USWNT sues USSF 2019 version

Discussion in 'USA Women: News and Analysis' started by lil_one, Mar 8, 2019.

  1. lil_one

    lil_one Member+

    Nov 26, 2013
    Nat'l Team:
    United States
    Not arguing really with the rest, as I tend to agree, but aren't employers still, by law, obliged to be fair and not discriminatory though? Isn't that why we have laws like the Equal Pay Act? (Of course, I say this with a lot of caveats, like having to prove equal work, etc. I just am making the point that the women still might have a case.)
     
  2. lil_one

    lil_one Member+

    Nov 26, 2013
    Nat'l Team:
    United States
    Alex Morgan also appeared on GMA and the Today Show a few days ago to talk about the lawsuit.

    There's also a statement from US Soccer in the segments: "US Soccer and the US Women's National Team reached a collective bargaining agreement two years ago. US Soccer has faithfully and consistently worked with the US Women's National Team players and staff to provide everything it needs to perform at the highest levels possible and compete to win world championships. The substantial and unwavering commitment by US Soccer to these very ideals is evident in our proactive approach to drive the women's game forward, which includes the creation of two elite women's international tournaments to increase competition opportunities, adding additional technical and high-performance staff focused only on the USWNT, and enhancing our marketing campaigns. Our continued support and efforts toward enriching the women's game is every bit as certain today as it will be in the future."



     
  3. Spartak

    Spartak Member

    Nov 6, 1999
    Philly
    Club:
    AC Milan
    Nat'l Team:
    United States
    They totally dodged the questions on revenue and contracts. I'm actually not sure what their argument would be in a court of law after listening to them. This is a PR campaign to try to guilt the USSF into concessions. Good luck.
     
  4. zdravstvuyte

    zdravstvuyte Member

    Aston Villa
    United States
    Jul 26, 2018
  5. lil_one

    lil_one Member+

    Nov 26, 2013
    Nat'l Team:
    United States
    Open letter from Codeiro:


    In it, he says the players specially requested the contract structure in the 2017 CBA negotiations, and he says US Soccer leadership was surprised by the filing of the lawsuit. On Wednesday, Cordeiro spoke to veteran players to understand their concerns. There will be additional meetings soon.
     
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  6. HouseofCards

    HouseofCards Member

    Nov 26, 2012
    It really is a great statement. Cordeiro comes across as less combative than Sunil, while laying out his defense in a way that doesn't come across as attacking the WNT and puts the ball in their court.
     
  7. CoachJon

    CoachJon Member+

    Feb 1, 2006
    Rochester, NY
    Nat'l Team:
    United States
    #157 CoachJon, Mar 16, 2019
    Last edited: Mar 16, 2019
    This is it in a nutshell. The job of being on the MNT is not the same as the job of being on the WNT; The jobs exist in two wildly different competition environments.
    So there is no basis for concluding the difference in compensation between the MNT and WNT is due to gender discrimination. Does the WNT deserve better compensation than they have now? YES.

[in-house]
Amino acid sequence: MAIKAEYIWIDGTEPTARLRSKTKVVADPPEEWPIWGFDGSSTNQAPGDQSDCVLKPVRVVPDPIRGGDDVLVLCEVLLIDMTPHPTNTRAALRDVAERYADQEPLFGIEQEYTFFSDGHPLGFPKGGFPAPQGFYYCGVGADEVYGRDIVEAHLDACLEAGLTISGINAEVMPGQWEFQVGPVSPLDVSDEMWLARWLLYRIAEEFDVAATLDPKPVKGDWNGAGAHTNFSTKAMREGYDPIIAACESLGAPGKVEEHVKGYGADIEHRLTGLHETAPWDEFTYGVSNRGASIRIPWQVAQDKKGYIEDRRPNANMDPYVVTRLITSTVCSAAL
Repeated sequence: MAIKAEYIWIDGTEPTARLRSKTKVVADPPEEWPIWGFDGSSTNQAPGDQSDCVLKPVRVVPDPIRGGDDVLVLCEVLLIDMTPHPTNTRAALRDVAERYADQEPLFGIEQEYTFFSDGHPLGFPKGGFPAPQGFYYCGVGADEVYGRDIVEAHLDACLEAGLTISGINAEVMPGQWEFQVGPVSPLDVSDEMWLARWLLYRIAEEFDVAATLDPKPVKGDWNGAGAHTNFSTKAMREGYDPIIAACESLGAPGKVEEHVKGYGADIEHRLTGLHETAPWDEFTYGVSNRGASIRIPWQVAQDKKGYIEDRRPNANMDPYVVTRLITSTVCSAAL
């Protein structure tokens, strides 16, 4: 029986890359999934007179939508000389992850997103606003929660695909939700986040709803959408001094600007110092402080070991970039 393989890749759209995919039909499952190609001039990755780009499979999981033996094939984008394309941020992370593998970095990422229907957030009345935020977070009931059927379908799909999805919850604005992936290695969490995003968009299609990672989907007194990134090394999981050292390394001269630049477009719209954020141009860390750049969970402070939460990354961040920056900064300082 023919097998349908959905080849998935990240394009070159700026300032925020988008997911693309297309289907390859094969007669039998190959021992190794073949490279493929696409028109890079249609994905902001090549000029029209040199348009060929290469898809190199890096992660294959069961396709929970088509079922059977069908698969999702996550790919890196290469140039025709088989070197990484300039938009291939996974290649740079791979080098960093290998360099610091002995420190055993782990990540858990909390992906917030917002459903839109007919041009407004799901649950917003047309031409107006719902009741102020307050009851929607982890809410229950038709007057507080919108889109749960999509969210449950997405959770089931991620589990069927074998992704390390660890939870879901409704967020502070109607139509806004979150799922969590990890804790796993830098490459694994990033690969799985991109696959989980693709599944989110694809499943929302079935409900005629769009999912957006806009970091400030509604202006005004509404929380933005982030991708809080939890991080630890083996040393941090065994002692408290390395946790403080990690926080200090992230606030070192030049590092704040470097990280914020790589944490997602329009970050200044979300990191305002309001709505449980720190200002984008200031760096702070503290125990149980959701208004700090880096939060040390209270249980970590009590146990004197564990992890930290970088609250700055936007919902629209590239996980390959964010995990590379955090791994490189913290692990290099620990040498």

...here is another analogy, it is like comparing the compensation of a male cop in New York City to a female cop in Lake Placid - gender discrimination is no factor at all. ...
     
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  8. Bob Lamm

    Bob Lamm Member

    Mar 7, 2016
    New York City
    Thanks, lil_one, for posting these videos. I will continue to say that I support the U.S. women's team both on the field and in the courtroom. It's sad that with the thousands of words written here by many fans of the women's team there are so few who support their fight against the same-old-sexism of the sports world.
     
  9. Layman

    Layman Member

    Mar 7, 2002
    I you are talking about national teams, you should talk about the results and glory that each of them, women and men's teams, brought to the country. Clearly the national women team has done so much better and shouldn't they be rewarded in bringing glory to the country?
     
  10. cpthomas

    cpthomas BigSoccer Supporter

    Portland Thorns
    United States
    Jan 10, 2008
    Portland, Oregon
    Nat'l Team:
    United States
    I agree with your opening statement, but not necessarily with your conclusion. If the women bring in more net revenue than the men, or equal net revenue, then I think the USSF might have a problem, even though the jobs are not the same. That may be a big "if" over the long term. The issue you point out, however, is a critical one, and may be a novel question for the judicial system to resolve -- If the jobs are different, but the women bring in more net revenue, is USSF discriminating on the basis of sex? That's a separate issue from "equal pay for equal work."
     
  11. Gamecock14

    Gamecock14 Member+

    May 27, 2010
    Club:
    Chicago Fire
    Because the difference in prize money is gigantic between best women's teams and "run of the mill" mens teams.

    Over the last 5 years (since 2014), The WWC winner in 2015 got $2 mil. The olympics do not give prize money and are an U-23 tournament for the men.'

    The men got $9 million as a round of 16 team in 2014. The men got $2.5 mil for Copa America. The men got $1.25 mil for the Gold Cup 2017 and 2015.

    Had the men qualified for the WC, they would have gotten an additional $9 million minimum.

    So in the last 5 years, the mens prize money is $12.75 mil (could have been $21.75 mil at the minimum). The women have brought in $2 mil.

    This doesn't include the money USSF gets due to hosting Gold Cup and Copa America, the latter bringing in $46 million.

    Then, you can look at the tv rights. The WWC basically has rights deals with the US, Canada, UK, Brazil, Australia, and the EU. In pretty much all of these cases, the rights are packaged with the mens world cup. For the Mens World Cup, Vatican City pays for the rights to watch the World Cup.

    If this case was actually after equal pay (based on currently available information), the women should be going after FIFA, Sponsors, and TV right holders.